Contributions to International Peacekeeping Activities

$1.9 billion*

Minimum Requirement for American Leadership

 
The Contributions for International Peacekeeping Activities (CIPA) account funds the United States’ assessed contributions to UN peacekeeping missions.

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Justification for Funding

  • There are currently over 106,000 UN peacekeepers – soldiers, police and civilians – serving on 15 peacekeeping missions across three continents.
  • UN peacekeeping operations advance American interests by stabilizing conflict zones, protecting civilians from violence, facilitating delivery of humanitarian aid, disarming and reintegrating former combatants, training local police forces to ensure law and order, and supporting free and fair elections and peaceful transitions of power.
  • UN peacekeeping missions are extremely cost-effective. A February 2018 GAO analysis found that the cost to American taxpayers of financing a UN peacekeeping mission is eight times cheaper than deploying a comparable U.S. force.
  • UN peacekeeping operations are a prime example of global burden-sharing. While the U.S. is the largest financial contributor, as a permanent member of the Security Council, the U.S. also has veto power over all UN peacekeeping missions. 

Cost of Cuts Below $1.9 Billion

President and Congress Budget Comparison

       Congressional Budget   

       President's Budget Request (Base + OCO)

  • Due to Congress’s decision in FY17 to maintain a 25% cap on U.S. contributions to UN peacekeeping operations, the U.S. is already in arrears on its peacekeeping dues. The $1.9 billion figure would not allow the U.S. to pay prior year shortfalls in FY17&18. 
  • Failing to pay our peacekeeping assessments in-full withholds financial reimbursement to countries who contribute the bulk of troops thereby weakening the missions as the Troop Contributing Countries have fewer resources for training, equipment, and patrolling. 
  • By causing the U.S. to accumulate arrears, it puts American taxpayers on the hook for back dues for years to come. Unilaterally reducing U.S. funding for peacekeeping also undermines our ability to push for new reforms at the UN, a stated priority of the Trump Administration.

 

$2.4 billion

Opportunity to Catalyze American Leadership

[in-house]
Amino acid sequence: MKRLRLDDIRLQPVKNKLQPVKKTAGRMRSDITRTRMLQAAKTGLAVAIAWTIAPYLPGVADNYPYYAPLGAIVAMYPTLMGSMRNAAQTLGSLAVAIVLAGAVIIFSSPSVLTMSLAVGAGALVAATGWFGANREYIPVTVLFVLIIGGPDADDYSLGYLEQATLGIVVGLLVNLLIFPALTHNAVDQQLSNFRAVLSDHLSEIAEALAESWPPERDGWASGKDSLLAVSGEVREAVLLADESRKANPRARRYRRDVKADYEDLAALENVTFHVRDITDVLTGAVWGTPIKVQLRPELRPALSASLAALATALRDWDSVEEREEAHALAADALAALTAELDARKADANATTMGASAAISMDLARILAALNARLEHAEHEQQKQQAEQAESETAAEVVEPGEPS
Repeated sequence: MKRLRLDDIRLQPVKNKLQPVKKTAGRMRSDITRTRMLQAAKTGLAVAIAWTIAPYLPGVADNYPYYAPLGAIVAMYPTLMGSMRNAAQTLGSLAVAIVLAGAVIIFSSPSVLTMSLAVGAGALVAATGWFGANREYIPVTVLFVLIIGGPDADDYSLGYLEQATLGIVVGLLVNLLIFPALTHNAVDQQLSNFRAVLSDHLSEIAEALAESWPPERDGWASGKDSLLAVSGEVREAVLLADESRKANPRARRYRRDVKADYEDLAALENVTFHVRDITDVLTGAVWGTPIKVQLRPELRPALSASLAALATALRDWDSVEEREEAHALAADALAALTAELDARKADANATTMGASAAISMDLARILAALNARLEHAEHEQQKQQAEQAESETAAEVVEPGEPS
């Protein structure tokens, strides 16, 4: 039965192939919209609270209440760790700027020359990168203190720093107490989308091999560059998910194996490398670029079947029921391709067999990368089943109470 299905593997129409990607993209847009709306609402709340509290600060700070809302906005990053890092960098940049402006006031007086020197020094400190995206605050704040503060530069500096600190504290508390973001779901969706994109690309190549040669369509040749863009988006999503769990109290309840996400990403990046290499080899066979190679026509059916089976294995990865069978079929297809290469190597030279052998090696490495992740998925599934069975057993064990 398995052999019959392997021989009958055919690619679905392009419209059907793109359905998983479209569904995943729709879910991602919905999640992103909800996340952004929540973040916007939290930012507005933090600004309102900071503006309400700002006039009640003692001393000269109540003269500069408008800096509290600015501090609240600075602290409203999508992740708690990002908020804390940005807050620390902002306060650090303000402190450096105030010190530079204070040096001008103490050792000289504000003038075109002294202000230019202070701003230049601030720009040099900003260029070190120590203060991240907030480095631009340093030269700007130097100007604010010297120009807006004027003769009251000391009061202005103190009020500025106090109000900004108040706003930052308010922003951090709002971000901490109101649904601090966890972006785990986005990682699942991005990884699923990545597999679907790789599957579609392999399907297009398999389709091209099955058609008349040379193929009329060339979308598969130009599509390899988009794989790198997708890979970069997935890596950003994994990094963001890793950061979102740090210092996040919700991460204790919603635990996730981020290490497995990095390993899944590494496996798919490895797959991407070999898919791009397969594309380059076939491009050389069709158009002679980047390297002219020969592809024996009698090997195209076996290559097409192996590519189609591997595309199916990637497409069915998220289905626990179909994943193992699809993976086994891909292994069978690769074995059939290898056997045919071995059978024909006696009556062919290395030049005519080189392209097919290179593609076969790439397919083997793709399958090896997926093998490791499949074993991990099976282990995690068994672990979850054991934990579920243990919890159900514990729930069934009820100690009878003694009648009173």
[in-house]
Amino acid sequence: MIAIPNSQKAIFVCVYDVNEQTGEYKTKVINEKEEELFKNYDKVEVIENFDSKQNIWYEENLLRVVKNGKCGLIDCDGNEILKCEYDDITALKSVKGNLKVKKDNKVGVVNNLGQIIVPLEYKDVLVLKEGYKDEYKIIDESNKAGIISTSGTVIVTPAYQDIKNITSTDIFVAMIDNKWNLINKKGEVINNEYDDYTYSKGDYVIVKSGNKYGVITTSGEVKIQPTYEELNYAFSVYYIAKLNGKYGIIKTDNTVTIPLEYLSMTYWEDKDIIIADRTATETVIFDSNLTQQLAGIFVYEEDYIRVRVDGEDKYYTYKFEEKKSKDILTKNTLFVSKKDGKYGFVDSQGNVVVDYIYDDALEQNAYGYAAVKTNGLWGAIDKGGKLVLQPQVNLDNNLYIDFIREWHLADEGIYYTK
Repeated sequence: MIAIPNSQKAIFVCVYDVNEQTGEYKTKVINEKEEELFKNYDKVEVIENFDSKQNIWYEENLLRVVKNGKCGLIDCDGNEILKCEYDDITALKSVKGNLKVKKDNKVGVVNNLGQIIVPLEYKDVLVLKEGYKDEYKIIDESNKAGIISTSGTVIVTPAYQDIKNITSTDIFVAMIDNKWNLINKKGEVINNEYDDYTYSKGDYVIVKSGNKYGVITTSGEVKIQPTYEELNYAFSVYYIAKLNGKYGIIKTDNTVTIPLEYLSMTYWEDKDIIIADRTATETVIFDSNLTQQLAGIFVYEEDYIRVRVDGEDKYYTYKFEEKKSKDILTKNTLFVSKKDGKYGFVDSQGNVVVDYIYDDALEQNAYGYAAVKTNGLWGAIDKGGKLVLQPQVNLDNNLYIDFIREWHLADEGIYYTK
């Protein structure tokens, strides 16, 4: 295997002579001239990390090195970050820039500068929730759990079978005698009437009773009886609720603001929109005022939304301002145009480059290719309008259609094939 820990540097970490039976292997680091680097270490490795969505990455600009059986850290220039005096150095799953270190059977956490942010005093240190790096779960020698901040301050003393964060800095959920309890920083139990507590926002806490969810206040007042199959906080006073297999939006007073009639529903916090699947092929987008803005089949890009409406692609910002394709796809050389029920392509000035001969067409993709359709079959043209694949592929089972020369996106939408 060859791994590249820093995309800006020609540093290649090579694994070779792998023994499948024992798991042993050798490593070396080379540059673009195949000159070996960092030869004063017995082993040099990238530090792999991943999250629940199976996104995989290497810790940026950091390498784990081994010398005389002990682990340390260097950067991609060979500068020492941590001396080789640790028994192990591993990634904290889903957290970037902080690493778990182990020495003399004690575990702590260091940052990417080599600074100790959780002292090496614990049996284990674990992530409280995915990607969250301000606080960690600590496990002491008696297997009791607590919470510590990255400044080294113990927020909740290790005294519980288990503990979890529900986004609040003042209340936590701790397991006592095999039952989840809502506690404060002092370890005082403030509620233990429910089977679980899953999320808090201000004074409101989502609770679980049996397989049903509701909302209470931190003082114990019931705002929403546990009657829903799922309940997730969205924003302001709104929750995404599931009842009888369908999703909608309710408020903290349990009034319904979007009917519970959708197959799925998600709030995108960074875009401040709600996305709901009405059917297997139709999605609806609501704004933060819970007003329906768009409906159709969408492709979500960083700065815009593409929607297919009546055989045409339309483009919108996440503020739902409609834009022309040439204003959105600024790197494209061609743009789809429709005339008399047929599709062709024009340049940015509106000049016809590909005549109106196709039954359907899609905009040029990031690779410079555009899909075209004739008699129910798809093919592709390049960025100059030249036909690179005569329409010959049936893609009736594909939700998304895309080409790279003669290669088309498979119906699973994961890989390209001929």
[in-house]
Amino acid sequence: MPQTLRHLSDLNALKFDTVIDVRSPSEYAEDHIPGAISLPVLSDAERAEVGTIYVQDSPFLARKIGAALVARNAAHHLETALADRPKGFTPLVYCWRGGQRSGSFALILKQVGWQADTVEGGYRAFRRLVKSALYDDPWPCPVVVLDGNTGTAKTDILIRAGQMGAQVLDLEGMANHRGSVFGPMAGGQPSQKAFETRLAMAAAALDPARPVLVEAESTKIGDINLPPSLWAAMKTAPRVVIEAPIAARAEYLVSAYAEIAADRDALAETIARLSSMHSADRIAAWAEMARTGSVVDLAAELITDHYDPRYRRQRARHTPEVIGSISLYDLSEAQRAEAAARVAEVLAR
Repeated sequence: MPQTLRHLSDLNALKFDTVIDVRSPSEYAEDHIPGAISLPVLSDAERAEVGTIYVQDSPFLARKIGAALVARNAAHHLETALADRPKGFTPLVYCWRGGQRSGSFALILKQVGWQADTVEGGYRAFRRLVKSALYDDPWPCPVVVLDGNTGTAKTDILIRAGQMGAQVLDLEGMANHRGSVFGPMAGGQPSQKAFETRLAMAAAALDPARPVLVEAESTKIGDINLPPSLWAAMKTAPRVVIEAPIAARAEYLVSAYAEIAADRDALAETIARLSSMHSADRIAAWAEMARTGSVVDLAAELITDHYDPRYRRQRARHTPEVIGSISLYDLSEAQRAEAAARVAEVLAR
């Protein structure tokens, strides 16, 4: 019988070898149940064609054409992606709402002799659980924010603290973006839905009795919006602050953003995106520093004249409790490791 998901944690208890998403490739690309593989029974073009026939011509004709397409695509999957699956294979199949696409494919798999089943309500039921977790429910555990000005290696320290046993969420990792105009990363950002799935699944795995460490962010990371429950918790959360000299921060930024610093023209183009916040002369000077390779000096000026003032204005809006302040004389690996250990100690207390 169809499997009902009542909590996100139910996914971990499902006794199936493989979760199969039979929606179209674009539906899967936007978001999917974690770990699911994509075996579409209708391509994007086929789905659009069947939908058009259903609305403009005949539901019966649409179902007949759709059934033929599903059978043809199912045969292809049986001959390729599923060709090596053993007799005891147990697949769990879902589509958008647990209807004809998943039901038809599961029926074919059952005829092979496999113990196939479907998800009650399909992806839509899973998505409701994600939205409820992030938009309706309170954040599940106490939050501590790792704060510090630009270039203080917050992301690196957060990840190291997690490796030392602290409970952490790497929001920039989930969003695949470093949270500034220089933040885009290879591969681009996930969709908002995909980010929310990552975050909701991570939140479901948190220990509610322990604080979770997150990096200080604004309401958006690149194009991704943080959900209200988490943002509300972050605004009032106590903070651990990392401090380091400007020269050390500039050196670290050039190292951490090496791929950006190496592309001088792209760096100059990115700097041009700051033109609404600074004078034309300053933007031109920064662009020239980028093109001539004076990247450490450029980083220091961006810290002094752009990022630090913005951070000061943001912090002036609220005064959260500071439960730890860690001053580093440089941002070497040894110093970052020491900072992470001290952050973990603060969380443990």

Justification for Additional Funding

  • In South Sudan, UN forces are protecting more than 200,000 civilians who have fled a devastating civil war and sought refuge at UN bases.
  • In Mali, peacekeepers working to secure the country’s vast northern region have increasingly come under threat from armed extremist groups, including a regional affiliate of al-Qaeda, with more than 158 UN personnel killed in attacks.
  • UN peacekeepers are also working to neutralize armed groups that target civilians in the Democratic Republic of the Congo, a country that is witnessing renewed political upheaval and where nearly 13 million people are in need of humanitarian assistance.

Impact of 35% More Funding

$7.3 billion
Is the entire UN peacekeeping budget, which represents 0.5% of global military spending.

  • Funding at this level will allow the United States to pay its FY19 peacekeeping dues in full and pay back $505 million in cap-related arrears accrued in FY17 and FY18.
  • This funding will promote civilian protection: a 2013 study by researchers in the U.S. and Sweden found that deploying a sufficiently large force of UN peacekeepers dramatically reduces civilian killings in armed conflicts.
  • UN peacekeepers have been able to claim noteworthy achievements in recent years. Long-running UN missions in Liberia (UNMIL) and Côte d’Ivoire (UNOCI) have played a crucial role in fostering stability, facilitating free and fair elections, and creating conditions allowing hundreds of thousands of civilians displaced by conflict to return home. This has allowed these two missions to close by March 2018.

*Assessed contribution of 25% of UN peacekeeping activities

For more information, please contact: Tom Buttry, tbuttry@interaction.org

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